Thursday, January 31, 2019

Newest Old Distraction

Once again I have lost focus. Instead of finishing a project that is really close, I have jumped over to something completely different. I am back looking at the Seven Years War again.

Researching this particular rabbit hole has been really interesting. First, I have to give a huge thanks to the fine folks at Kronoskaf. Their site on the Seven Years War has been so much fun to go through. I have previously noted that I wanted to model a force based off of Frei-Infantrie Von Mayr. The campaign I am most interested in is the Prussian push into Bohemia. During this campaign, Von Mayr is given a larger command of close to 2000 men including 400 cavalry to destroy some Austrian magazines in Bohemia and then raid into the German Austrian Allies and prevent them from raising forces to aid the Austrian War effort.

The first item that I needed was a period map to understand the places that were listed in the sketchy reports that I could find. What I found was the Muller Map of Bohemia that predates the Seven Years War and was printed in 1723. What is attractive about this map is that it looks like it belongs in a Sharp Practice Campaign. It was one of the first systematic mapping efforts taken of the area. Thus it has potential for use of earlier wars as well. There is a nice PDF that gives information about the history of the map and other background info that might be useful. Another good source would be the 1st Military Mapping by the Austro-Hungarians that occured between 1764 to 1767. This was done after the war but still is close enough to get a good lay of the land.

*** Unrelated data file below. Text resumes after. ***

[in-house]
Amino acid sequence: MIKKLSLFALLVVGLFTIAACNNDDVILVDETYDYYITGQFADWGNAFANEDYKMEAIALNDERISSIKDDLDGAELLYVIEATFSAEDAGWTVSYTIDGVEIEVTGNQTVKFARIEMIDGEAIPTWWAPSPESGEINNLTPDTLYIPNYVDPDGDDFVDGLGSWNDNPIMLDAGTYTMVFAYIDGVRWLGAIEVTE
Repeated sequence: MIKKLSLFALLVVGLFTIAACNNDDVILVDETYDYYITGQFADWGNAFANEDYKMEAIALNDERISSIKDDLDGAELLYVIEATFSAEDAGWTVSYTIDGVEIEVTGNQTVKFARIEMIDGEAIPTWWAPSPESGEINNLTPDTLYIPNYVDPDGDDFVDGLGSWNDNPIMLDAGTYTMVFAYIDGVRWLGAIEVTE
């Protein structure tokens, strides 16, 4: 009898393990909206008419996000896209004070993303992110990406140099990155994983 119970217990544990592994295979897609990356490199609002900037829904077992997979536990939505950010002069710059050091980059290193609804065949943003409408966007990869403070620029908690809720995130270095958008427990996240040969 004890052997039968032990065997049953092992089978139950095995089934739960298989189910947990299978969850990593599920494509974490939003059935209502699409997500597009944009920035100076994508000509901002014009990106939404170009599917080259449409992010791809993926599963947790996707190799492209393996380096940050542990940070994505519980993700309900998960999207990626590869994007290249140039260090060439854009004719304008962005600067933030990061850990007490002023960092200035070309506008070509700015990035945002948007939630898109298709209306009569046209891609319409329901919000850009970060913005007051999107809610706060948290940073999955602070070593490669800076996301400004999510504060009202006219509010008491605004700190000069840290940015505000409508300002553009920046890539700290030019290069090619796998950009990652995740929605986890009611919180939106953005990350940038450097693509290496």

With this map in hand, I set out to map out where the campaign happened. I am still attempting to gather resources and have pulled down several nice histories on line. One account has Von Mayr leading his Frie-Infantrie with another battalion of similar troops (Frei-Infanterie von Kalben) plus about 200 Hussars (2 sqns of Szekely Hussars). These were supported by five artillery pieces, four of which were light one pound weapons and the fifth was twelve pounder. They moved with a minimum of baggage. In a history of Fredrick the Great, von Mayr's force was described as "swift wild fellows, sharp of stroke."

What they largely faced were garrison troops and training groups being gathered to supply troops to the Austrian field army. They begin the campaign in late April 1757 in Charwatetz. Just days prior to this, von Mayr, had gotten some good press by seizing a castle from the Austrians. He covered himself in glory and became visible enough to be given this independent command.

Now Johann von Mayr was a bit of a character. He reads as if he was a generated character from Sharp Practice. He was an illegitimate son of Count Stella. In a biography of Baron von Steuben, it describes his early life, "His boyhood was passed amid scenes of debauchery and profligacy." By eighteen he was expelled from Vienna and was destitute. He entered the military as a band boy in Hungary and fought in a war with Turkey to climb the ranks to become a sergeant. Eventually he became an officer then moved to Bavaria as a soldier of fortune. Then on to Saxony where he ended up leaving service due to a duel fought with a brother officer. This brings him to the attention of Frederick the Great. He hires him to for a Frei-Infantry Regiment to operate as an independent unit to fight the Austrian pandoors and grenzers.